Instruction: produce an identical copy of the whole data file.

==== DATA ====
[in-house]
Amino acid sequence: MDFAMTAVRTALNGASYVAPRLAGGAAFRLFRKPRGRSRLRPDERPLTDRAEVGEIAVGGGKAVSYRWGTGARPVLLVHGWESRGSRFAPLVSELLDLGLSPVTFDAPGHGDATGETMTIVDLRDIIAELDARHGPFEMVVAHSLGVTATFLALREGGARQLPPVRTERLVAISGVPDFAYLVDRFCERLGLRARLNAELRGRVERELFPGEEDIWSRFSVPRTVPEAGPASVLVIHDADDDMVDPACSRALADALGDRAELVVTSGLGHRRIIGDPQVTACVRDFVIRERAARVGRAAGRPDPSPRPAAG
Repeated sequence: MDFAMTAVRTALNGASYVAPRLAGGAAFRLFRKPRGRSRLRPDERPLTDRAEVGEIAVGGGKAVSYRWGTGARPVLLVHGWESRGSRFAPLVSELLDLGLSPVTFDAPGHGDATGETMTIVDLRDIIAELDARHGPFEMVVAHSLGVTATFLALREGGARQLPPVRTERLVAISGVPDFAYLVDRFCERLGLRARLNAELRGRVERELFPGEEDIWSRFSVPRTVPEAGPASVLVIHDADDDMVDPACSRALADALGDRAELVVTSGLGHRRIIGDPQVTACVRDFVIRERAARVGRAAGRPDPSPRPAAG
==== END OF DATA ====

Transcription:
[in-house]
Amino acid sequence: MDFAMTAVRTALNGASYVAPRLAGGAAFRLFRKPRGRSRLRPDERPLTDRAEVGEIAVGGGKAVSYRWGTGARPVLLVHGWESRGSRFAPLVSELLDLGLSPVTFDAPGHGDATGETMTIVDLRDIIAELDARHGPFEMVVAHSLGVTATFLALREGGARQLPPVRTERLVAISGVPDFAYLVDRFCERLGLRARLNAELRGRVERELFPGEEDIWSRFSVPRTVPEAGPASVLVIHDADDDMVDPACSRALADALGDRAELVVTSGLGHRRIIGDPQVTACVRDFVIRERAARVGRAAGRPDPSPRPAAG
Repeated sequence: MDFAMTAVRTALNGASYVAPRLAGGAAFRLFRKPRGRSRLRPDERPLTDRAEVGEIAVGGGKAVSYRWGTGARPVLLVHGWESRGSRFAPLVSELLDLGLSPVTFDAPGHGDATGETMTIVDLRDIIAELDARHGPFEMVVAHSLGVTATFLALREGGARQLPPVRTERLVAISGVPDFAYLVDRFCERLGLRARLNAELRGRVERELFPGEEDIWSRFSVPRTVPEAGPASVLVIHDADDDMVDPACSRALADALGDRAELVVTSGLGHRRIIGDPQVTACVRDFVIRERAARVGRAAGRPDPSPRPAAG